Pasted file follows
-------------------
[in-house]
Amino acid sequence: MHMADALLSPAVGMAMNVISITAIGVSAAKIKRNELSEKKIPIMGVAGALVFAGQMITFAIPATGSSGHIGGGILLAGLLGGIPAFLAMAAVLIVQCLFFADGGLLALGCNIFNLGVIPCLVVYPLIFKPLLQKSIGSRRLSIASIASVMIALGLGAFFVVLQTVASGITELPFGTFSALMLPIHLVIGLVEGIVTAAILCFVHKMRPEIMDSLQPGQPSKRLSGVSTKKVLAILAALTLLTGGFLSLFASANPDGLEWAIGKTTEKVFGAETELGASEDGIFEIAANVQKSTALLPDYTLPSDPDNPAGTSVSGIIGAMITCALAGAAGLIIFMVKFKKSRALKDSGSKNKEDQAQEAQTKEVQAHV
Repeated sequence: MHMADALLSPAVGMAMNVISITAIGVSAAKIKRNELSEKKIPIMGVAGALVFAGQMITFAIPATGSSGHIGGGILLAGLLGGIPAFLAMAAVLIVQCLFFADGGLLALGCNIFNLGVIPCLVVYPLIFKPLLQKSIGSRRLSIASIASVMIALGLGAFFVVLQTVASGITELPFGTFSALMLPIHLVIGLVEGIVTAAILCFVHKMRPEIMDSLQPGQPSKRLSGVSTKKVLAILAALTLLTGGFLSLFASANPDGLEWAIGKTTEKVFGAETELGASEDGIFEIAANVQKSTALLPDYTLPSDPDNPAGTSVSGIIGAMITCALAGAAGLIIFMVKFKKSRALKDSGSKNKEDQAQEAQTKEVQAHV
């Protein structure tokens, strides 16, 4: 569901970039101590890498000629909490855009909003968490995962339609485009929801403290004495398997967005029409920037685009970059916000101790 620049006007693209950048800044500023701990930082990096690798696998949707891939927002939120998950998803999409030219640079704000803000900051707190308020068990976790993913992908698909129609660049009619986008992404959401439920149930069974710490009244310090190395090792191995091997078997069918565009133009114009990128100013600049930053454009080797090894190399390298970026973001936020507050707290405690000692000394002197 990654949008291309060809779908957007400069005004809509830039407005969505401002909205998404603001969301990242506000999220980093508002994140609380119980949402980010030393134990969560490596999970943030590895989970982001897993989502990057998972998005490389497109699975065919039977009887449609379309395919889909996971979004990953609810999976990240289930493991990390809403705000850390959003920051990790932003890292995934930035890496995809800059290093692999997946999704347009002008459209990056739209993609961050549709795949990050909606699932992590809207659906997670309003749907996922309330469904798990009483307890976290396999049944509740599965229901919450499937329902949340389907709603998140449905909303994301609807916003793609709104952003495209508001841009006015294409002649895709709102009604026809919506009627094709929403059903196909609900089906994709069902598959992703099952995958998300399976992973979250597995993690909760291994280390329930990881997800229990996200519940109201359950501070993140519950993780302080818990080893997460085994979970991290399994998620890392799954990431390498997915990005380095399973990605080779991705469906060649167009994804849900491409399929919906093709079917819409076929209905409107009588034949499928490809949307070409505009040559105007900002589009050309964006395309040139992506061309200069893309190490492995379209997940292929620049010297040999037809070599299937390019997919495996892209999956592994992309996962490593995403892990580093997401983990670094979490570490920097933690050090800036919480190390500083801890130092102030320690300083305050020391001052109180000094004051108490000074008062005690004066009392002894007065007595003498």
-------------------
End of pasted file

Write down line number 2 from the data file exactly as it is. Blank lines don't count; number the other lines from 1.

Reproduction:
Amino acid sequence: MHMADALLSPAVGMAMNVISITAIGVSAAKIKRNELSEKKIPIMGVAGALVFAGQMITFAIPATGSSGHIGGGILLAGLLGGIPAFLAMAAVLIVQCLFFADGGLLALGCNIFNLGVIPCLVVYPLIFKPLLQKSIGSRRLSIASIASVMIALGLGAFFVVLQTVASGITELPFGTFSALMLPIHLVIGLVEGIVTAAILCFVHKMRPEIMDSLQPGQPSKRLSGVSTKKVLAILAALTLLTGGFLSLFASANPDGLEWAIGKTTEKVFGAETELGASEDGIFEIAANVQKSTALLPDYTLPSDPDNPAGTSVSGIIGAMITCALAGAAGLIIFMVKFKKSRALKDSGSKNKEDQAQEAQTKEVQAHV